As a single 35-year-old at the time, I found her behavior reeking of desperation. Why couldn’t she act her age, I wondered. Why did she embarrass herself by dressing in high-top sneakers and tight jeans? What was wrong with growing old gracefully and hanging out with your peers?
At that age, I was on the hunt for a man to love me, and I felt that time was ticking. I couldn’t imagine anyone loving an old woman.
Well, I’m now 76, and I understand Disco Sally perfectly. In fact, I have become her — my version of her. I am long divorced and no longer interested in a mate. But I still want to have a good time. I’ve taken on the mantle of token cool old lady in a group of young people who admire me for my refusal to become as stodgy as the other old people they know, like their parents. I am a role model for them because I refuse to act my age, though compared with Sally, my behavior is pretty sedate. I don’t dance the night away, but I do get drunk at parties, enjoy horror movies, find “South Park” hilarious and revel in my reputation as a sharp-tongued curmudgeon.
I did not seek out this lifestyle. My version of Sally just happened.
I moved to Florida from Woodstock, N.Y., a few years ago to escape my ex and his family who lived down the road, plus the foul weather and boredom of living in a small town. I wound up in a retirement community because the rents are low. But I didn’t make any friends there, because — well — I’m not retired. And I don’t play canasta or mah-jongg or have money for the cultural pastimes other artsy senior ladies enjoy, like expensive shows and travel. I don’t enjoy senior sports like pickleball, Zumba or even yoga. I like to swim laps … alone.
Meetup.com rescued me. I was thrilled to find a horror and sci-fi movie meetup, since I couldn’t find anyone my age to go to a horror movie with me. The horror and science-fiction movie crowd — a nerdy bunch of misfits who tend toward high intelligence and low social skills — were all at least 20 to 30 years younger than me, but I fit right in. I’d found my posse.
I became the special friend of Andrew — the brilliant, charismatic, Godzilla fanatic and leader of the pack — a Web designer in his early 50s who holds parties at his place where he shows kitschy horror films. We bonded over our interest in highbrow sci fi and while trading bon mots. He insists I’m the only person who “gets” his sarcastic remarks. What I love best about Andrew is his commitment to inclusivity — everyone is invited to his parties, no matter their age, race, looks or income. I get to hang out with men — who are scarce in my demographic — and people I never would have met otherwise: morticians, scrap-metal-business owners, utility company managers, Whole Foods clerks, graphic designers, female chemists and engineers, and, of course, lots of techies. Most of the people I meet my age are female and retired from teaching or other helping professions.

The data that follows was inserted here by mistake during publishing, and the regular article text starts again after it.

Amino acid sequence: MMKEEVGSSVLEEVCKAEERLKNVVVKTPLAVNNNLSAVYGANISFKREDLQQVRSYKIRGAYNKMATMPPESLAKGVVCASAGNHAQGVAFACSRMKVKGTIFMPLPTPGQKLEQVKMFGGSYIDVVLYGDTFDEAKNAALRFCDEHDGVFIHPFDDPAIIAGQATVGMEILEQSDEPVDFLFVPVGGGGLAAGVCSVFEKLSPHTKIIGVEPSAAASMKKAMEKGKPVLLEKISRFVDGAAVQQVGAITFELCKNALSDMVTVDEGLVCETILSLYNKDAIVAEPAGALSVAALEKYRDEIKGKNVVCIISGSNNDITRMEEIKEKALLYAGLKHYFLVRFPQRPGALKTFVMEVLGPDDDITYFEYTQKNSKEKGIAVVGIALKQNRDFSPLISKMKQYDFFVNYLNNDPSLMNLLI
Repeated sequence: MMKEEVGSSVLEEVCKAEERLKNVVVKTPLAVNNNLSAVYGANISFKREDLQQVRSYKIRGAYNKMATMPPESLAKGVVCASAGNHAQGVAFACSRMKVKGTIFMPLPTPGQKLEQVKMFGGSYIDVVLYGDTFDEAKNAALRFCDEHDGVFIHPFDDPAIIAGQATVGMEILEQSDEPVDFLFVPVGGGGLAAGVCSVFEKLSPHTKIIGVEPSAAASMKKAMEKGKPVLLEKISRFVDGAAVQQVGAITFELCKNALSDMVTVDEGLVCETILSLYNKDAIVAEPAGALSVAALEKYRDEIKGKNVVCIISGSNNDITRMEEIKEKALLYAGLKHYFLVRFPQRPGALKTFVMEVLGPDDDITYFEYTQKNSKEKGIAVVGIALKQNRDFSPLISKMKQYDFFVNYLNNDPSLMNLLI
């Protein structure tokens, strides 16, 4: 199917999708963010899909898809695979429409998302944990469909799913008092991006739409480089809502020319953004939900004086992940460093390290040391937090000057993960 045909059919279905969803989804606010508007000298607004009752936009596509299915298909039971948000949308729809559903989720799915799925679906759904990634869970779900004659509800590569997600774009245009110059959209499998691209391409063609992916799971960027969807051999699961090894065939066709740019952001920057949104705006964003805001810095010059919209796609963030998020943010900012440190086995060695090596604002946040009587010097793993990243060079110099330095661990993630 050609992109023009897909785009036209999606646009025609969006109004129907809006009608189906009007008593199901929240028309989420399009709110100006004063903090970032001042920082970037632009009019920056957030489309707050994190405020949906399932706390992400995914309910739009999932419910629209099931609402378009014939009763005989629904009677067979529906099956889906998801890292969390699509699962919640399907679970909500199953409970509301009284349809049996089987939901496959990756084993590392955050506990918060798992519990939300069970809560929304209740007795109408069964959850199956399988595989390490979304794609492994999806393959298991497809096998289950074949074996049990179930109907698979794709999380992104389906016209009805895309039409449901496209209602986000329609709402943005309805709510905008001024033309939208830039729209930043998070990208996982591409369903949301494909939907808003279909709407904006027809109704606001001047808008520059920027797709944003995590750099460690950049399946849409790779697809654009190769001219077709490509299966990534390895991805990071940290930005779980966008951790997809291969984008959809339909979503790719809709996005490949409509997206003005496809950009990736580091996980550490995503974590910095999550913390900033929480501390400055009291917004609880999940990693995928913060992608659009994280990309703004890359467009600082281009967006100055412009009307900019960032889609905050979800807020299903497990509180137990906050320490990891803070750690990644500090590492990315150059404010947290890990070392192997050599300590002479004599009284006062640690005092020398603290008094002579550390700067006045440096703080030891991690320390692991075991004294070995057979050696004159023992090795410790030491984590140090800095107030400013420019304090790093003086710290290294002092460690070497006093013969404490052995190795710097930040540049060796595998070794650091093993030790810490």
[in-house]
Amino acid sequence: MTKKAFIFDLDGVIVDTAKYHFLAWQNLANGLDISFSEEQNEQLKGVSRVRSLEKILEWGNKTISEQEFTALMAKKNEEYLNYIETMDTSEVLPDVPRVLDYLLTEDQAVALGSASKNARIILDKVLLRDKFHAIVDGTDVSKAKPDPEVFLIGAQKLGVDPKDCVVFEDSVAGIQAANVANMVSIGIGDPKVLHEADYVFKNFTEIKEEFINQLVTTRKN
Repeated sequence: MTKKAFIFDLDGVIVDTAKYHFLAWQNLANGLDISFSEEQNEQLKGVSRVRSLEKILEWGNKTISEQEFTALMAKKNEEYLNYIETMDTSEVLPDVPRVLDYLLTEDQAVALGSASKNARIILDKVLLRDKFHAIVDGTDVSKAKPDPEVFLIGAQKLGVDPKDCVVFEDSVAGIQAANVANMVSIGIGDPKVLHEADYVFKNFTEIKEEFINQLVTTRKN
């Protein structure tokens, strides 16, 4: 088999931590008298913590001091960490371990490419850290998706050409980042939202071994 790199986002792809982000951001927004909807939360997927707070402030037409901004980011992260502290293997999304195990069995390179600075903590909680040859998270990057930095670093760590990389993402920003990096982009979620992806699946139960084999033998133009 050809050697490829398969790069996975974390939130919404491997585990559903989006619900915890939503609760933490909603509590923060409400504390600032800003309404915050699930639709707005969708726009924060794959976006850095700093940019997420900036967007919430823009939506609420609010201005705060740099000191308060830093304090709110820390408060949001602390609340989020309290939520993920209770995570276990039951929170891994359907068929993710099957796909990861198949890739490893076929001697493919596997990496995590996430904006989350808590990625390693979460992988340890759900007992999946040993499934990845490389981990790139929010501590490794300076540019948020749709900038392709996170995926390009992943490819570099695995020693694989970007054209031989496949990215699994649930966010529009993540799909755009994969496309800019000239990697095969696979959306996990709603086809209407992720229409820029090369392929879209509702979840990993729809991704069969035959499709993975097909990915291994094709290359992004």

At Andrew’s parties, I get to do stuff generally eschewed by folks my age, like drink Jell-O shots; eat junk food instead of quinoa salads; stay up past midnight when most of my peers are in bed by 10 p.m.; play Cards Against Humanity (no skill required, only irreverence and a tolerance for profanity). The best seat in the house is always saved for me, and these youngsters actually seem to listen to what I have to say and value my opinion.
At Andrew’s parties, I drop my usual shyness with strangers and talk to everyone without any fear of rejection. I am a novelty, a role model, a Disco Sally for the nerds. Like Sally, I don’t try to look young. My hair is gray and my face is unlifted. I think it helps that I’m no longer on the prowl for love. Those raging hormones are gone. Instead I’m happy to indulge in another of my favorite pastimes: playing matchmaker. I recently hosted an engagement party for one couple whose union I arranged.
The best thing about hanging out with this group is not who they are, but who I am when I am with them.
I get to escape from the straitjacket of old age. No interminable complaints about ailments — no oohing and aahing over photos of grandchildren; listening to accounts of expensive trips and shows I can’t afford; and no polite, boring small talk. Being with young people allows me to forget my own medical issues for at least an evening. I get to be myself — the nerdy, irreverent, Mr. Robot and X-Men-obsessed self I didn’t think I’d ever get to see, much less be, again.
I now know Disco Sally wasn’t desperate. She just wanted to cut loose and be who she really was — a disco queen. Most of us have long lost touch with who we once were, if we ever knew that person. I’m going to be my nerd version of Disco Sally until they cart me off … hopefully after a long night partying..